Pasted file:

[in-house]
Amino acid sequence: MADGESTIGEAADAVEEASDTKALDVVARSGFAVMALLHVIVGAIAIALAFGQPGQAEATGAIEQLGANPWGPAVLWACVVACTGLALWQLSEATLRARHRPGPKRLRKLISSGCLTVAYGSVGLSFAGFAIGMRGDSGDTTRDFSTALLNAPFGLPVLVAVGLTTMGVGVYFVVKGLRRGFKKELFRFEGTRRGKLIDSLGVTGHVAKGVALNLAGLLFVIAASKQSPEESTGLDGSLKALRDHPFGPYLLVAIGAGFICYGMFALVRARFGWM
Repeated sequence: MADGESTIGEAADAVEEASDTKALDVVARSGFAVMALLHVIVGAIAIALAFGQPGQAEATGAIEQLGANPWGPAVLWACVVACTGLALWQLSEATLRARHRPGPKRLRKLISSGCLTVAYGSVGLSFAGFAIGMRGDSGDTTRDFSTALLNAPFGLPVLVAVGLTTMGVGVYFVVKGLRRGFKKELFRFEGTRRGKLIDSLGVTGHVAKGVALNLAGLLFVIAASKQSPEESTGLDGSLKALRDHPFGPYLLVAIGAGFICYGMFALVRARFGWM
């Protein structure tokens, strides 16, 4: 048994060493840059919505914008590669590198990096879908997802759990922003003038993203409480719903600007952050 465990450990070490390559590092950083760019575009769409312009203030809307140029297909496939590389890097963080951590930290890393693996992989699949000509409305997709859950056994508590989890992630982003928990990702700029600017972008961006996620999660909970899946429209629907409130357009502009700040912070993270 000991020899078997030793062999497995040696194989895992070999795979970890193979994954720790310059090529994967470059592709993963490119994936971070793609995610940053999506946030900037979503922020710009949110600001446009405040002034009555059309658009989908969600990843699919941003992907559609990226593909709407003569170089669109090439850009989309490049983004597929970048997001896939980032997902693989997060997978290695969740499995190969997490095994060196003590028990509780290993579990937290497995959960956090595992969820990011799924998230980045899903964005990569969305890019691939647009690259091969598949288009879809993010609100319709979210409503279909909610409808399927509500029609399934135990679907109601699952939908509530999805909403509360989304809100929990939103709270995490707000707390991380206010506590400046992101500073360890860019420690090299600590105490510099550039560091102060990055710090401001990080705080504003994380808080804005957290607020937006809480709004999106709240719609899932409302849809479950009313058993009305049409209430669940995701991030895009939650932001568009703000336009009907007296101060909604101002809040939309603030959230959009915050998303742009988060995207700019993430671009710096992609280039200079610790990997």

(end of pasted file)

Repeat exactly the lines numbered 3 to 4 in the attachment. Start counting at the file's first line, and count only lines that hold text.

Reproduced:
Repeated sequence: MADGESTIGEAADAVEEASDTKALDVVARSGFAVMALLHVIVGAIAIALAFGQPGQAEATGAIEQLGANPWGPAVLWACVVACTGLALWQLSEATLRARHRPGPKRLRKLISSGCLTVAYGSVGLSFAGFAIGMRGDSGDTTRDFSTALLNAPFGLPVLVAVGLTTMGVGVYFVVKGLRRGFKKELFRFEGTRRGKLIDSLGVTGHVAKGVALNLAGLLFVIAASKQSPEESTGLDGSLKALRDHPFGPYLLVAIGAGFICYGMFALVRARFGWM
């Protein structure tokens, strides 16, 4: 048994060493840059919505914008590669590198990096879908997802759990922003003038993203409480719903600007952050 465990450990070490390559590092950083760019575009769409312009203030809307140029297909496939590389890097963080951590930290890393693996992989699949000509409305997709859950056994508590989890992630982003928990990702700029600017972008961006996620999660909970899946429209629907409130357009502009700040912070993270 000991020899078997030793062999497995040696194989895992070999795979970890193979994954720790310059090529994967470059592709993963490119994936971070793609995610940053999506946030900037979503922020710009949110600001446009405040002034009555059309658009989908969600990843699919941003992907559609990226593909709407003569170089669109090439850009989309490049983004597929970048997001896939980032997902693989997060997978290695969740499995190969997490095994060196003590028990509780290993579990937290497995959960956090595992969820990011799924998230980045899903964005990569969305890019691939647009690259091969598949288009879809993010609100319709979210409503279909909610409808399927509500029609399934135990679907109601699952939908509530999805909403509360989304809100929990939103709270995490707000707390991380206010506590400046992101500073360890860019420690090299600590105490510099550039560091102060990055710090401001990080705080504003994380808080804005957290607020937006809480709004999106709240719609899932409302849809479950009313058993009305049409209430669940995701991030895009939650932001568009703000336009009907007296101060909604101002809040939309603030959230959009915050998303742009988060995207700019993430671009710096992609280039200079610790990997």